It should be noted that this duty includes both an objective and a subjective test. It means that, at a minimum, a director must display the knowledge, skill and experience set out in the objective test. However, where a director has specialist knowledge, the higher subjective standard must be met.
In determining whether a director has complied with his duty to exercise reasonable care, skill and diligence, the functions of the particular director (including their specific responsibilities and the circumstances of the company) must be taken into account. This will not prevent a director from relying on the experience and expertise of their colleagues or, generally, prevent sensible delegation or division of tasks, provided that the director does not attempt to abrogate all responsibility. A director will also be required to exercise their duties diligently, keep themselves informed about the company's affairs and join with their co-directors in supervising and controlling them.
The effect of this duty is that:
(a) A director’s actual understanding and abilities may not be enough if more may reasonably be expected of a person carrying out the functions carried out by the director in his or her position in relation to the company.
(b) A particularly highly qualified or experienced director will be obliged to exercise a high level of skill and expertise.
(c) An individual should not take on a directorship unless they are sufficiently qualified or experienced and have sufficient time available to be able to fulfil the functions that they might reasonably be expected to carry out.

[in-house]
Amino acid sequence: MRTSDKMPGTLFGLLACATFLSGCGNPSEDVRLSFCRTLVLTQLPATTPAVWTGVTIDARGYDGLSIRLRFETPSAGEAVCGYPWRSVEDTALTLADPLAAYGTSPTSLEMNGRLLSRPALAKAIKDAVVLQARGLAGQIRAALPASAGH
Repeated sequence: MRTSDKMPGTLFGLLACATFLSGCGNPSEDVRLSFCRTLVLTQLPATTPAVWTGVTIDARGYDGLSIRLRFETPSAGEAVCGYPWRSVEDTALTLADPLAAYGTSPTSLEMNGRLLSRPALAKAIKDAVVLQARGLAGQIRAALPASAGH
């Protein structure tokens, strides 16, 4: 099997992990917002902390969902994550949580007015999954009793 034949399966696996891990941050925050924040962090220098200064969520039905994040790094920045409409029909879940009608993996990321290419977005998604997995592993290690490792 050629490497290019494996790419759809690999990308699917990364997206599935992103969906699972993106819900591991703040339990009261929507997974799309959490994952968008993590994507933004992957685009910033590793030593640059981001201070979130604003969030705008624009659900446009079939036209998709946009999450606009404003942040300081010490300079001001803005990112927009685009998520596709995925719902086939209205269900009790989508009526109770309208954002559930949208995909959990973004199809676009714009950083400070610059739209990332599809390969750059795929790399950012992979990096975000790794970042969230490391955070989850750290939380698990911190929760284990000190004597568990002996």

This duty provides that a director of a company must avoid a situation in which he has, or can have, a direct or indirect interest that conflicts, or may conflict, with the interests of the company. It applies in particular to the exploitation of any property, information or opportunity (and it is immaterial whether the company could take advantage of the property, information or opportunity).
The Companies Act 2006 contains certain exceptions to the general rule. By way of example, the duty to avoid conflicts of interest will not be infringed if the situation cannot reasonably be regarded as likely to give rise to a conflict of interest or where authorisation has been given by directors who are genuinely independent (in the sense that they have no direct or indirect interest in the transaction or matter).
The duty to avoid conflicts of interest will continue to apply after a person ceases to be a director as regards the exploitation of any property, information or opportunity of which they became aware when they were a director.
A director of a company must not accept a benefit from a third party conferred by reason of his being a director, or his doing (or not doing) anything as director.
This duty is not infringed if the acceptance of the benefit cannot reasonably be regarded as likely to give rise to a conflict of interest. Benefits conferred on a director by the company, its holding company or subsidiaries, and benefits received by a director from a person who provides the director's services to the company, are excluded.
The board is not permitted to authorise the acceptance of benefits from third parties by directors. However, the company's articles may contain provisions permitting directors to accept benefits under a specified value (so, for example, they will not be in breach of their duty to the company when accepting a certain level of corporate hospitality).